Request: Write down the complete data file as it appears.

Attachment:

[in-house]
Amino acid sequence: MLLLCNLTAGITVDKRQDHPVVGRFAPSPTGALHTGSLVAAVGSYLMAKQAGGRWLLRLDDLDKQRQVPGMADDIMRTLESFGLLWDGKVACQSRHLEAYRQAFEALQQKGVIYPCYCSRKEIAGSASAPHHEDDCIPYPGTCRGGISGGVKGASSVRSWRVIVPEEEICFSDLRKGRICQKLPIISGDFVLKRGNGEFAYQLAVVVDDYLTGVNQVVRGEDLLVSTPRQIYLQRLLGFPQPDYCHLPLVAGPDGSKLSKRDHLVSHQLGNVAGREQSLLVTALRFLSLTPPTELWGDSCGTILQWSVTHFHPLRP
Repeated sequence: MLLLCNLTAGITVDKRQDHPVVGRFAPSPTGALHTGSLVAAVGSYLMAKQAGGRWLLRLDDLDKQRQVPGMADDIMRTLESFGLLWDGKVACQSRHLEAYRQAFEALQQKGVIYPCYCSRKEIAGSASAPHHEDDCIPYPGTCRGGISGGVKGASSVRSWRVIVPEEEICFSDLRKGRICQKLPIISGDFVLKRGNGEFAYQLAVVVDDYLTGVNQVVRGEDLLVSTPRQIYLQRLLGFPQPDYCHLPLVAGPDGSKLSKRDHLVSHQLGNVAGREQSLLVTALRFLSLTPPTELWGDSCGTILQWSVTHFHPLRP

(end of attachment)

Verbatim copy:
[in-house]
Amino acid sequence: MLLLCNLTAGITVDKRQDHPVVGRFAPSPTGALHTGSLVAAVGSYLMAKQAGGRWLLRLDDLDKQRQVPGMADDIMRTLESFGLLWDGKVACQSRHLEAYRQAFEALQQKGVIYPCYCSRKEIAGSASAPHHEDDCIPYPGTCRGGISGGVKGASSVRSWRVIVPEEEICFSDLRKGRICQKLPIISGDFVLKRGNGEFAYQLAVVVDDYLTGVNQVVRGEDLLVSTPRQIYLQRLLGFPQPDYCHLPLVAGPDGSKLSKRDHLVSHQLGNVAGREQSLLVTALRFLSLTPPTELWGDSCGTILQWSVTHFHPLRP
Repeated sequence: MLLLCNLTAGITVDKRQDHPVVGRFAPSPTGALHTGSLVAAVGSYLMAKQAGGRWLLRLDDLDKQRQVPGMADDIMRTLESFGLLWDGKVACQSRHLEAYRQAFEALQQKGVIYPCYCSRKEIAGSASAPHHEDDCIPYPGTCRGGISGGVKGASSVRSWRVIVPEEEICFSDLRKGRICQKLPIISGDFVLKRGNGEFAYQLAVVVDDYLTGVNQVVRGEDLLVSTPRQIYLQRLLGFPQPDYCHLPLVAGPDGSKLSKRDHLVSHQLGNVAGREQSLLVTALRFLSLTPPTELWGDSCGTILQWSVTHFHPLRP